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Questions for Your Home Inspector

Questions for Your Home Inspector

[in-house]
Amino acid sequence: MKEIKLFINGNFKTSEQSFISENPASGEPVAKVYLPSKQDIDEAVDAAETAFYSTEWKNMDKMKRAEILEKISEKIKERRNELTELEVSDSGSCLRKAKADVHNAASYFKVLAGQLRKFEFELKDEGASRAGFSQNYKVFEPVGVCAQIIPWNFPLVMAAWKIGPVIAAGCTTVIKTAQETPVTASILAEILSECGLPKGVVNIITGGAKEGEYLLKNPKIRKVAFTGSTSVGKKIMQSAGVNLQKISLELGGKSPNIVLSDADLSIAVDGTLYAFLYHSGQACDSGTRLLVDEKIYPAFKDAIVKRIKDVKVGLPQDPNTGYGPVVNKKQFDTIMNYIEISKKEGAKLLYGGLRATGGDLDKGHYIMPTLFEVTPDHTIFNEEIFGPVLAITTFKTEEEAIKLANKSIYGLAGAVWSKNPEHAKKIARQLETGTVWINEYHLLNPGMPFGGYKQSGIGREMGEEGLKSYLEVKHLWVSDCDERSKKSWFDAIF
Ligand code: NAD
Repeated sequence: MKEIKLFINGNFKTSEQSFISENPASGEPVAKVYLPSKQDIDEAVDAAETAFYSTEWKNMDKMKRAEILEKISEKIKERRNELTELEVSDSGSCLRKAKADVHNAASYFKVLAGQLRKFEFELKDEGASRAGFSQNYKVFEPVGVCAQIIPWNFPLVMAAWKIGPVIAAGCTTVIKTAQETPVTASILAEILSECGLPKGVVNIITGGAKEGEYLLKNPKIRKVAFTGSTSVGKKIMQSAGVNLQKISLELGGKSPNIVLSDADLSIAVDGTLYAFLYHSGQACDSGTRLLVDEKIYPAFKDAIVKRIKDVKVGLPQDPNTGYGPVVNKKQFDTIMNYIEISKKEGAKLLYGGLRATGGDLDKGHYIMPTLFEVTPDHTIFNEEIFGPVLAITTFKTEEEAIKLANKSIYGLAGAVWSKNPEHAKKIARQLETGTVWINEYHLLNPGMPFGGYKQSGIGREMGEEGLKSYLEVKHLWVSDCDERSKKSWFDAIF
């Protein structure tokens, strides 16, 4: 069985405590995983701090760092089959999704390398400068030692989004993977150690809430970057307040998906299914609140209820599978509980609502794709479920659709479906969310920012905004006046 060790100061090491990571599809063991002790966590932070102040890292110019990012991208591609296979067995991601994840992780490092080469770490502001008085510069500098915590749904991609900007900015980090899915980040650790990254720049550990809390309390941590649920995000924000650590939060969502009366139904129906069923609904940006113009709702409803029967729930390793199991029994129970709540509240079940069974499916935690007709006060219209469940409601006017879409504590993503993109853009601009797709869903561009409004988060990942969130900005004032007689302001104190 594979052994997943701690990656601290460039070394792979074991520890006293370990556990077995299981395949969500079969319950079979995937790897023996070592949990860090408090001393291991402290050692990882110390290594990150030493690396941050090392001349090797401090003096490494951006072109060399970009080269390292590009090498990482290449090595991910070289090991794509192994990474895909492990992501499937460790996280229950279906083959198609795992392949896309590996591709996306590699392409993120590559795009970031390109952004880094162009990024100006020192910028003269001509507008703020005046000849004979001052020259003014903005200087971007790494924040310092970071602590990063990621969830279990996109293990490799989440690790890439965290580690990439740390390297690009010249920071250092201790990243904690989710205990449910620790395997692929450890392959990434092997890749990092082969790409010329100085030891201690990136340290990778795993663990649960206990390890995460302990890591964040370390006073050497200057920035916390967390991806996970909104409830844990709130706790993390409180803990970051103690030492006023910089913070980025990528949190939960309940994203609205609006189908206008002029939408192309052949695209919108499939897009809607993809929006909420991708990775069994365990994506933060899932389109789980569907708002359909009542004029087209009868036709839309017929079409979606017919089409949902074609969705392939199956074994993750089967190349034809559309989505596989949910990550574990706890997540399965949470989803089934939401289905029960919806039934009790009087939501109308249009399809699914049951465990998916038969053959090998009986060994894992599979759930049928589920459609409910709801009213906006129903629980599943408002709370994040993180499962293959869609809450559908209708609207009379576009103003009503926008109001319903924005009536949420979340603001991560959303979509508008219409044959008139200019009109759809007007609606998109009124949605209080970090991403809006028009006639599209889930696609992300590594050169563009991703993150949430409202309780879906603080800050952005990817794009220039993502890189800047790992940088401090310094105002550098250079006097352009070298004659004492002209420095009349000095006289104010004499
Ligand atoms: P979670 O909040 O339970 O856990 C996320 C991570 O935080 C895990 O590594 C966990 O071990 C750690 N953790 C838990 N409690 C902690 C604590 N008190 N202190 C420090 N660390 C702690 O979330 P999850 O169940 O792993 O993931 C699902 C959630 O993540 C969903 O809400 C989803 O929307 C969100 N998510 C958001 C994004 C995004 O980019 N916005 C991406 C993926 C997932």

For anyone that wants to know the true condition of a home, a home inspection is a necessity. Whether you are thinking of selling your house, interested in buying a house, or you already own a home and want to know of any potential problems, a professional home inspection can give you the answers you are looking for. But the home inspection checklist must be conducted by someone who knows what he or she is doing. At KDG Home Inspections, we encourage our customers to be informed about the inspection process. The following is a list of questions that you should ask any home inspector before you hire someone. Inspections are conducted to get answers, but those answers will only be accurate if the inspector meets the right criteria. Questions For Your Home Inspector 1. What experience do you have? Every qualified inspector will be able to list his or her experience in the field. Things like how many years worked in the industry, how many homes inspected and a list of referrals are all information you want to know. Of course, a new inspector can do a great job as well, and will often explain that he or she has the assistance of a more experienced inspector if it is needed. 2. What does the home inspection include? You want to know what the inspection will cover, and whether it will meet all applicable guidelines required by the state. Ask to review a copy of the home inspection checklist that the inspector will use, and don’t hesitate to ask him or her to review specific things on the home as necessary. 3. How long will you take to conduct the inspection? You want an inspector that will take his or her time with the inspection. On average, reviewing a single-family home takes around two to three hours. The bigger the house, the longer the inspection will probably take. If the property is big enough, it could require more than one inspector. Be cautious of any inspector that promises a faster inspection than this. 4. How much does the inspection cost? There are no regulations determining what a home inspection should cost, so the charge for an inspection may vary widely by provider and based on the property. However, the inspector should be able to give you an estimate based on your specific property. 5. Can I come with you on the inspection? Attending the inspection is a great way to learn more about the home your are examining, and something we at KDG are more than happy to accommodate. By going along with the inspector, you can get a much better understanding of the condition of the home and what “good” means when it comes to different parts of your house. 6. What do your reports look like and how long does it take to receive them? The information gathered by the home inspector is only useful if you can understand it. Ask to see an example of what a report looks like and verify that it gives you the information you want. It should only take about 24 hours for the report to be finished, so expect a quick turnaround. 7. Do you stay up-to-date with your inspection training? The best home inspectors never stop learning. Make sure your inspector takes the time to continue his or her education through training and classes. This is especially true when you want an inspector to look at an older house, or a home with a lot of new technologies. You want to know that the inspector has the know-how...